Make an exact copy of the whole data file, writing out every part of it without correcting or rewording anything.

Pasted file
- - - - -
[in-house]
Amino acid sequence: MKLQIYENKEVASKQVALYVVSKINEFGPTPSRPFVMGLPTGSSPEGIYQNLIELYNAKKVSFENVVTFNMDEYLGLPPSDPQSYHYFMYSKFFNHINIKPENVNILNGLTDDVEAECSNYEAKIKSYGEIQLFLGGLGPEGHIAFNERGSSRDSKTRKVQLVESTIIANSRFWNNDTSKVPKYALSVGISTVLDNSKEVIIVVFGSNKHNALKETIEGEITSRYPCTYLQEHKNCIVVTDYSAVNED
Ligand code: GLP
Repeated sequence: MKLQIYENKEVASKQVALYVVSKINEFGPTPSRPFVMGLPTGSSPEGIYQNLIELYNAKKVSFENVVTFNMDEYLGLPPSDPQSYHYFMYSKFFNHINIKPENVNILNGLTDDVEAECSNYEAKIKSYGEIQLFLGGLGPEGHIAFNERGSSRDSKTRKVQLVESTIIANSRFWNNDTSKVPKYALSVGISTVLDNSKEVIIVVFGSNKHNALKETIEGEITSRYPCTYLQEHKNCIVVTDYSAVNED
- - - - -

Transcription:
[in-house]
Amino acid sequence: MKLQIYENKEVASKQVALYVVSKINEFGPTPSRPFVMGLPTGSSPEGIYQNLIELYNAKKVSFENVVTFNMDEYLGLPPSDPQSYHYFMYSKFFNHINIKPENVNILNGLTDDVEAECSNYEAKIKSYGEIQLFLGGLGPEGHIAFNERGSSRDSKTRKVQLVESTIIANSRFWNNDTSKVPKYALSVGISTVLDNSKEVIIVVFGSNKHNALKETIEGEITSRYPCTYLQEHKNCIVVTDYSAVNED
Ligand code: GLP
Repeated sequence: MKLQIYENKEVASKQVALYVVSKINEFGPTPSRPFVMGLPTGSSPEGIYQNLIELYNAKKVSFENVVTFNMDEYLGLPPSDPQSYHYFMYSKFFNHINIKPENVNILNGLTDDVEAECSNYEAKIKSYGEIQLFLGGLGPEGHIAFNERGSSRDSKTRKVQLVESTIIANSRFWNNDTSKVPKYALSVGISTVLDNSKEVIIVVFGSNKHNALKETIEGEITSRYPCTYLQEHKNCIVVTDYSAVNED